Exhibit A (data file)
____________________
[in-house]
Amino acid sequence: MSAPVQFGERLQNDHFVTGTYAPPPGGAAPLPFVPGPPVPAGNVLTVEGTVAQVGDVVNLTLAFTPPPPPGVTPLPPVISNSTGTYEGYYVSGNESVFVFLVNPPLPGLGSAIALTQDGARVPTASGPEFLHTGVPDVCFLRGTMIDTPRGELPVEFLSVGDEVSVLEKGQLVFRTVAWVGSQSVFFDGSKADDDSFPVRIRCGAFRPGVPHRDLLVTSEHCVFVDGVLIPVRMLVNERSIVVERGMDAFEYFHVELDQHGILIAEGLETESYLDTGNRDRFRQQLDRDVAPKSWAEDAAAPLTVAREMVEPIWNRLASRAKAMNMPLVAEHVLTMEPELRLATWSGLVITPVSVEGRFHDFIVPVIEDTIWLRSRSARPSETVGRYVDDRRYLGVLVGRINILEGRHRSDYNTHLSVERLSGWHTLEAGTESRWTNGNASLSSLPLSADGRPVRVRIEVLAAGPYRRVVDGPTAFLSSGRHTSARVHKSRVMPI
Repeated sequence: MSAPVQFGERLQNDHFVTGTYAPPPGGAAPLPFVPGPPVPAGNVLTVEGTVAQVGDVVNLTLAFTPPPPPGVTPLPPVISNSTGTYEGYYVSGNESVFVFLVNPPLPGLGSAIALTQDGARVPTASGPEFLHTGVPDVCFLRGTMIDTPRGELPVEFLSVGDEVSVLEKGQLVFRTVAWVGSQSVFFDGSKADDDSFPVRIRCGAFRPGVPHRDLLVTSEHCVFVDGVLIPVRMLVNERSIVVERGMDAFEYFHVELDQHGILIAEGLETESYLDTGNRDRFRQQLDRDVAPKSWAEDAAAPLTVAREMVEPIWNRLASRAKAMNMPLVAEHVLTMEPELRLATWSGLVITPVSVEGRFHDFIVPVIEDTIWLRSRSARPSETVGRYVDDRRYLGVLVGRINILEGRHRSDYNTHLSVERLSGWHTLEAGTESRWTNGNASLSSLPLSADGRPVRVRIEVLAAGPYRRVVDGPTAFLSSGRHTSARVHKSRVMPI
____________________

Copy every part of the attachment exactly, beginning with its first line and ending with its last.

[in-house]
Amino acid sequence: MSAPVQFGERLQNDHFVTGTYAPPPGGAAPLPFVPGPPVPAGNVLTVEGTVAQVGDVVNLTLAFTPPPPPGVTPLPPVISNSTGTYEGYYVSGNESVFVFLVNPPLPGLGSAIALTQDGARVPTASGPEFLHTGVPDVCFLRGTMIDTPRGELPVEFLSVGDEVSVLEKGQLVFRTVAWVGSQSVFFDGSKADDDSFPVRIRCGAFRPGVPHRDLLVTSEHCVFVDGVLIPVRMLVNERSIVVERGMDAFEYFHVELDQHGILIAEGLETESYLDTGNRDRFRQQLDRDVAPKSWAEDAAAPLTVAREMVEPIWNRLASRAKAMNMPLVAEHVLTMEPELRLATWSGLVITPVSVEGRFHDFIVPVIEDTIWLRSRSARPSETVGRYVDDRRYLGVLVGRINILEGRHRSDYNTHLSVERLSGWHTLEAGTESRWTNGNASLSSLPLSADGRPVRVRIEVLAAGPYRRVVDGPTAFLSSGRHTSARVHKSRVMPI
Repeated sequence: MSAPVQFGERLQNDHFVTGTYAPPPGGAAPLPFVPGPPVPAGNVLTVEGTVAQVGDVVNLTLAFTPPPPPGVTPLPPVISNSTGTYEGYYVSGNESVFVFLVNPPLPGLGSAIALTQDGARVPTASGPEFLHTGVPDVCFLRGTMIDTPRGELPVEFLSVGDEVSVLEKGQLVFRTVAWVGSQSVFFDGSKADDDSFPVRIRCGAFRPGVPHRDLLVTSEHCVFVDGVLIPVRMLVNERSIVVERGMDAFEYFHVELDQHGILIAEGLETESYLDTGNRDRFRQQLDRDVAPKSWAEDAAAPLTVAREMVEPIWNRLASRAKAMNMPLVAEHVLTMEPELRLATWSGLVITPVSVEGRFHDFIVPVIEDTIWLRSRSARPSETVGRYVDDRRYLGVLVGRINILEGRHRSDYNTHLSVERLSGWHTLEAGTESRWTNGNASLSSLPLSADGRPVRVRIEVLAAGPYRRVVDGPTAFLSSGRHTSARVHKSRVMPI